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Q & A: Sea vegetables

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Most recent answer: 10/22/2007
Q:
May I have some info about the food products produced using underwater plants gowth by underwater farms?
- Yusuf Sayıta (age 17)
Incesu Anatolian High School, Ankara, Turkey
A:
Hi Yusef,

You can find out quite a lot about food products using underwater plants by searching on http://www.google.com and looking for the term "sea vegetables". I am not going to list any sites found here because they are largely commercial. Some provide extensive lists of underwater plants used for food.

These include (most fall in the informal category "seaweed", but there are many different types):

Dulse, Kelp, Alaria, Laver, Nori (used to wrap Japanese sushi), bladderwrack (you find this stuff washed up on the beach -- it has small air bladders that keep it upright underwater by bouyant forces.

Many people claim health benefits from eating seaweed products, but I am unaware of solid research showing that eating water-grown vegetables is any better or worse than eating vegetables grown on land. Everyone should eat his/her vegetables, of course! They are good sources of vitamins and fiber and are not fattening. The seaweed they use for sushi is particularly tasty. I have heard that years ago people tried making seaweed milkshakes. I don't think however that people should hide foods that are "good for us" inside of preparations that we are more likely to eat. I'd prefer if vegetables are cooked and seasoned so that we can taste what they are like and appreciate them for what they are. Besides, sea vegetables may be a bit salty, and that's not good for milkshakes.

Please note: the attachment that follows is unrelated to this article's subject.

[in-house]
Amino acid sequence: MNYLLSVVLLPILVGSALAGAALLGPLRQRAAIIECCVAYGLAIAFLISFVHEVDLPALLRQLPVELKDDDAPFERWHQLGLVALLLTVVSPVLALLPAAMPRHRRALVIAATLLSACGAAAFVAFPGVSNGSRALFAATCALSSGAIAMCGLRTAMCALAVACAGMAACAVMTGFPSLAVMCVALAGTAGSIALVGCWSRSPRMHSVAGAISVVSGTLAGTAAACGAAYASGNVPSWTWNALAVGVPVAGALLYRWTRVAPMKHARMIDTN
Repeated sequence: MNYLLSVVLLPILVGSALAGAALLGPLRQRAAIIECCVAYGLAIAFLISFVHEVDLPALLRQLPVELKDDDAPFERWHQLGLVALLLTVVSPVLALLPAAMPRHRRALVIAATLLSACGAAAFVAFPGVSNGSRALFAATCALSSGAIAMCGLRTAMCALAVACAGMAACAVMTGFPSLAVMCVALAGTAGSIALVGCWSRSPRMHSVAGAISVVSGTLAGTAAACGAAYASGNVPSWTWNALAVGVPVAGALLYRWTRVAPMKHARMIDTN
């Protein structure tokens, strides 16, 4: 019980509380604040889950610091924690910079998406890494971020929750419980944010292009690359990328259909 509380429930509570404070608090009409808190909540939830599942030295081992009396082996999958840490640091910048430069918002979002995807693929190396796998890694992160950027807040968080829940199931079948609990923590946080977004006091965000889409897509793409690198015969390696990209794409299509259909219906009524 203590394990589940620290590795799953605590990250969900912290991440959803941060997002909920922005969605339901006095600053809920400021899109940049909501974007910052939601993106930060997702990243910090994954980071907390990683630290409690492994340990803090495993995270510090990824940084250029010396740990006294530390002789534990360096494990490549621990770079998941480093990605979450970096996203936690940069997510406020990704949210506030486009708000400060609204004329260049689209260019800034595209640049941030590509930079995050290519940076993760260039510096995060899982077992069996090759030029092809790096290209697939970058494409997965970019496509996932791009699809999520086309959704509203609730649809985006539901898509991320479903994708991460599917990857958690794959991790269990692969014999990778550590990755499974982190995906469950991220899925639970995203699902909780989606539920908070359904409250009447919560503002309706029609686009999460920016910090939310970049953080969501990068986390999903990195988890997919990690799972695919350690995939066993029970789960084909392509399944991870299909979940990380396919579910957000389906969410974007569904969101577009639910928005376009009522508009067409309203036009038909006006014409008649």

Tom

(published on 10/22/2007)

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